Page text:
Monday, November 22, 2010

Live from Paris: In Search of Mamako

[post 105]

"Live from Paris" last April, that is, where I was already undercover on the Linder and Etaix capers when I got a coded message from one Michael Evans, an operative unknown to me but apparently a go-between for a character from the 70s who at that time went by the unassuming name of Lou Campbell.  I was in Paris, I had nothing better to do (hah!), and before I could say fromage I'd been given the assignment to track down legendary Japanese pantomimist Mamako Yoneyama, rumored to be hiding out in that City of Light Mimes.  Evans (if that's his real name) had first met Yoneyama — code name Mamako— at the 1974 International Mime Festival at Viterbo College in Lacrosse, Wisconsin, organized by yet another "Lou Campbell."  Or was he in fact the same person??  Evans' rambling confession about that festival — an event whose foreign ideas about movement theatre forever corrupted the minds of a whole generation of impressionable Americans in tights —has finally been released thanks to the Freedom of Information Act,  and now the general public can view it here, including incriminating sketches and notes such as these:


I had never seen this Mamako character perform. I knew she had a glowing reputation, but biographical data was suspiciously sketchy. The only background info on the perp was from a book called Mime and Pantomime in the 20th Century, but for reasons unknown not published until 2008:

Born in 1935, Mamako began dancing at a very early age. Her father, a schoolteacher, was a dancer by choice, performing for a local ballet company. Mamako naturally being exposed to her father’s talent, became involved in dance. By the time she was a teenager, Mamako was the acclaimed best dancer in school. She attended Tokyo University where she studied physical education. In addition, she studied modern dance under the aegis of Egichi-Miya, the famous Japanese choreographer/dancer. She rose quickly to stardom in Japan.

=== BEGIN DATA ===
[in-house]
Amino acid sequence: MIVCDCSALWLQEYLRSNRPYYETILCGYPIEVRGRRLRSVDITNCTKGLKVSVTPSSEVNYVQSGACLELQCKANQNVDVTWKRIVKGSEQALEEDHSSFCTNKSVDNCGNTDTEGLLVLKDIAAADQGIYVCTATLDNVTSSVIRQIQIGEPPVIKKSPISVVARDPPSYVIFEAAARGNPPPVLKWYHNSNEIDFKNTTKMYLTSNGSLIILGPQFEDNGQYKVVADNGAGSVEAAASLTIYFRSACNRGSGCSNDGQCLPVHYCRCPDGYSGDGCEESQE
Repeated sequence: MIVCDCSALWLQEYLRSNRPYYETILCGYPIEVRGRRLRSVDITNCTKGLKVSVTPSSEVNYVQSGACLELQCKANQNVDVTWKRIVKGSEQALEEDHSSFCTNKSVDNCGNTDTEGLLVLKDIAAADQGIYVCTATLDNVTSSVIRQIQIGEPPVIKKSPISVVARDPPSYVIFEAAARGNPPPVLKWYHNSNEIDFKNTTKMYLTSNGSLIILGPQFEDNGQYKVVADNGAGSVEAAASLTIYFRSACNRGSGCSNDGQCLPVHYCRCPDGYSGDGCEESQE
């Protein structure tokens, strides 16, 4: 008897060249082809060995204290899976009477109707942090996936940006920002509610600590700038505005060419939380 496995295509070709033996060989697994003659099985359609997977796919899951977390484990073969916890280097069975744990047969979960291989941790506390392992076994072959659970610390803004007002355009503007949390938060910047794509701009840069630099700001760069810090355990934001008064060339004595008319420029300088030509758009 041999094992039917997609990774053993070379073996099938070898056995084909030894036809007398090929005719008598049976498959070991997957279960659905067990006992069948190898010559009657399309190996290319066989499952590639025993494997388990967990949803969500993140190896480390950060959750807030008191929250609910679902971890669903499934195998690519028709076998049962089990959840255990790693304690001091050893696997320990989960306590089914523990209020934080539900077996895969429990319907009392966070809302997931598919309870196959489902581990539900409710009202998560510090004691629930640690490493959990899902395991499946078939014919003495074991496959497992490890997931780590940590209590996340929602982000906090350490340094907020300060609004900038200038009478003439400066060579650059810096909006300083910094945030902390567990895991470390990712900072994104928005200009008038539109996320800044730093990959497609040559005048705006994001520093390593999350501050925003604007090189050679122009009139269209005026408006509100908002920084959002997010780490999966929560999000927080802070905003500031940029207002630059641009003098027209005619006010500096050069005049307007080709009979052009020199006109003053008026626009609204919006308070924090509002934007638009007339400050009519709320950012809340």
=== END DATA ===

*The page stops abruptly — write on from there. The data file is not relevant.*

She attended the debut performance of Marcel Marceau in Tokyo and immediately made up her mind to study with him in Paris. Once she acquired the foundation of style mime technique, she returned to become a curiosity in her own culture.

Because pantomime was so new in Japan, it offended her to read that her mime was regarded as "twisted dance." She came to the United States and did well in Hollywood, but she was lonely there. Dr. Lou Campbell first met Mamako at San Francisco State University in a Stage Movement Master Class that he developed through the American Educational Theatre Association pre-convention sessions in 1972. She performed at the First International Mime Institute and Festival in 1974 and at subsequent other mime festivals around the U.S. where she received great accolades. After a long stay in Japan, she decided to move to Paris.  Only recently did she decide to return to her home country.


The form of mime for which Mamako is most noted is called Zen Meditation Mime. She claims that “It is the same as that which a Buddhist Monk experiences while meditating on a particular environment.”  It is not literal pantomime but a collection of impressions derived from an environment.